Climbing the Old Man of Coniston, Lake District, August 2023

We always plan for countryside walks or mountain climbs for our family holidays. Whilst in Scotland, we climbed Ben Lomond and when in Hereford we travelled to the Welsh border to climb the Cats Back. In the Lakes there are many fells to choose. Initially we thought of Scarfell Pike, but then chose the Old Man of Coniston due to its close proximity to our holiday home (Lowfield House, Little Langdale). This lakeland fell is an old favourite of mine and there are well marked climbing paths to the top. I have done the easier route twice that passes by Goat’s water. We decided to take the direct route that leaves Walna Scar car park taking walkers through Coppermines valley and past Low Water to the north of the mountain.

Climbing the Old Man of Coniston, Lake District, August 2023
The early stages of the climb with Natasha and Rob. Lake Coniston is in the background.
Climbing the Old Man of Coniston, Lake District, August 2023
The weather was poor at the start but the sun is breaking through.
Climbing the Old Man of Coniston, Lake District, August 2023
Dramatic views start to appear as you ascend the mountain.

We set off in driving rain and were getting seriously wet when luckily the weather broke as we reached the Copper Mines. The industrial remnants of the slate quarries and copper mines are now a conversation area. The place is fascinating and lends itself to several photographic opportunities. There are large copper cables to climb over or duck under. The slate miners must have been very hardy workers. I found an article on what life must have been like living and working around Coniston. Whilst on a good day the views are impressive, I would not want to be here during inclement weather. The mines provided a great backdrop for photographs with the mountains in the background.

Climbing the Old Man of Coniston, Lake District, August 2023
Tram tracks at the mine provide leading lines to the view.
Climbing the Old Man of Coniston, Lake District, August 2023
Remains of old industrial equipment.
Climbing the Old Man of Coniston, Lake District, August 2023
More industrial remnants.
Climbing the Old Man of Coniston, Lake District, August 2023
Pulleys used to put the trams
Climbing the Old Man of Coniston, Lake District, August 2023
A welcome rest for Jim, Sian and Rob.
Climbing the Old Man of Coniston, Lake District, August 2023
Slates with a view

Our next stop was the picturesque tarn of Low Water where we saw the cloud line that we would be entering as we continued the climb. The final push to the top was gruelling with the rocks wet and slippery. The path became indistinct in places.

Climbing the Old Man of Coniston, Lake District, August 2023
Jim poses at Low water tarn.

Despite the misty conditions, we reached the top and had a selfie picture by the slate tarn. I brought all my big camera equipment except for the remote release button. The wind was strong and kept knocking the camera and travel tripod over. Luckily a fellow walker was at hand to steady the camera and push the button. Visibility was poor and we decided the best course of action was to go down the way we came up. We quickly came out of the cloud and the views over Lake Coniston appeared before us.

Climbing the Old Man of Coniston, Lake District, August 2023
We reached the summit. Congratulations.
Climbing the Old Man of Coniston, Lake District, August 2023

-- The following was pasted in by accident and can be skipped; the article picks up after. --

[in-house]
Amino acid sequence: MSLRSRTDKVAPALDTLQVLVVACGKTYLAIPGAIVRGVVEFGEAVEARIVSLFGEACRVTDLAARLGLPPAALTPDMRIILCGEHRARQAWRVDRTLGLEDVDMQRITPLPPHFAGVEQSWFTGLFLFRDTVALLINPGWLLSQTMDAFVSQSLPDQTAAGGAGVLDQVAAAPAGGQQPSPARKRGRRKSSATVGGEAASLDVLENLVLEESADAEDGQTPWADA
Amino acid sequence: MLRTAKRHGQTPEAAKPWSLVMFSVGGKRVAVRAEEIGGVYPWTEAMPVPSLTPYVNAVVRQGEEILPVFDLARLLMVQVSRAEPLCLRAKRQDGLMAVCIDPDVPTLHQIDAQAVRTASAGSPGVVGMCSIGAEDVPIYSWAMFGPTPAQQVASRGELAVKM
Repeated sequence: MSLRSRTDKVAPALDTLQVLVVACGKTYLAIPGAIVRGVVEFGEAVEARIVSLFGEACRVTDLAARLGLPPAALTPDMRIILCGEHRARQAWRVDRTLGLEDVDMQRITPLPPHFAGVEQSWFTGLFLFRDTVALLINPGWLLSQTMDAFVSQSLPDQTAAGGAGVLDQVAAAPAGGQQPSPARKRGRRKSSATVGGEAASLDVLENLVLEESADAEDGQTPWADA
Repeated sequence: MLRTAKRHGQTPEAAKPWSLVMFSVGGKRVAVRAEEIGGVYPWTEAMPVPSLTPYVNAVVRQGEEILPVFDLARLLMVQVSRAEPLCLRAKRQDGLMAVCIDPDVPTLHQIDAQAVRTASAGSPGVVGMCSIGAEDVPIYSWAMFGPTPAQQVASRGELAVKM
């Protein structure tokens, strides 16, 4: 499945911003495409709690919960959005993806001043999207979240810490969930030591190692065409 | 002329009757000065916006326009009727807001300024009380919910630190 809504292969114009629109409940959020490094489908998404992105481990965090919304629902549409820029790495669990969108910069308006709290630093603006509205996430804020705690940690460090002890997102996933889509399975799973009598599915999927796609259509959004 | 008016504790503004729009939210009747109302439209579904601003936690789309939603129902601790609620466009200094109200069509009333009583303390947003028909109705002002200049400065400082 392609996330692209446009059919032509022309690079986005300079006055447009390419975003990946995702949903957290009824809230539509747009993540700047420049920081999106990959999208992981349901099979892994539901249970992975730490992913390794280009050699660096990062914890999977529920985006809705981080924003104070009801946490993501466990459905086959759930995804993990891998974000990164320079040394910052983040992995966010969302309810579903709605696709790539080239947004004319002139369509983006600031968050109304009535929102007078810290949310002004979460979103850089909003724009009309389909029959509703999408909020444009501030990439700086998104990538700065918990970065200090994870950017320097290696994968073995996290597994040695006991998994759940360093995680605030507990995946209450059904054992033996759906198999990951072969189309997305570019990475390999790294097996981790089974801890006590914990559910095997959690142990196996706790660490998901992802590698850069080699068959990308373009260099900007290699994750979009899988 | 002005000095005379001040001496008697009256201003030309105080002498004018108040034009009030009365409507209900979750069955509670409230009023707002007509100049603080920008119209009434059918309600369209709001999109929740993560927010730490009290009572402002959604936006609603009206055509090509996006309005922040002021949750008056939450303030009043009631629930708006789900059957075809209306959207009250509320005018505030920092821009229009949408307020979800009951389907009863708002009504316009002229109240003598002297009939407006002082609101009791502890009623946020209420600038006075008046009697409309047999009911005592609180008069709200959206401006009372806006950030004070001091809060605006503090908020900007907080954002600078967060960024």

Return to the mines on the way down.
Climbing the Old Man of Coniston, Lake District, August 2023
One of the climbers we met on the route down.
Climbing the Old Man of Coniston, Lake District, August 2023
Mines and slates.

We did the Old Man in 3 hours 15 minutes which we considered a good time for our climb. We drove down into Coniston. The place to rest and catch up with food and drink is the well known Sun pub. The Sun “above” Coniston, as it is also known, is both warm and welcoming with excellent food and beer. The inside bar area has lots of character including a fireplace were we were able to dry out in front of the fire. Then we settled down to talk about the climb, look at the pictures and enjoy a hearty meal. A visit to the Lakes is not complete without climbing one of the fells and reminiscing on your adventures in the pub.

Climbing the Old Man of Coniston, Lake District, August 2023
The Sun above Coniston.
Climbing the Old Man of Coniston, Lake District, August 2023
The cosy interior of the Sun.
Climbing the Old Man of Coniston, Lake District, August 2023
A ploughman’s lunch washed down with the local beer.

Many thanks for the company of my fellow family climbers Natasha, Sian, Rob and Jim.


Links to the complete series of my blogs around our visit to Little Langdale in the Lake District in August 2023.

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Brighton Beach fun

Brighton Beach fun

I was fortunate to visit Brighton as part of a conference. My hotel was on the seafront and in between…

Ben Lomond

Many years back we visited Loch Lomond and our group climbed Ben Lomond. Not all of us made it to the summit and only Natasha, my middle daughter, was successful. Twenty years on, we were back. This time, Siân and I wanted to make it to the top and Natasha was keen to do the double. The weather was warm and sunny when we arrived at the base car park in Rowardennan on the east side of the Loch. It is directly on the opposite side to where we were staying but took a good 45 minutes to get there by car.

Boots together
Boots together

We set off in high spirits. Straight away, Natasha found the going difficult and I was worried for her. After her initial worries subsided, she got into a routine and was determined to carry on. As soon as we had come out of the forest, the views of Loch Lomond were beautiful and the higher you got, the more spectacular they became. As the pictures show the day was ideal for viewing the scenery as we moved towards the top.

Plenty of photo calls.
The official start of the Ben Lomond climb
There is much excitement at the start but there is still some serious walking to be done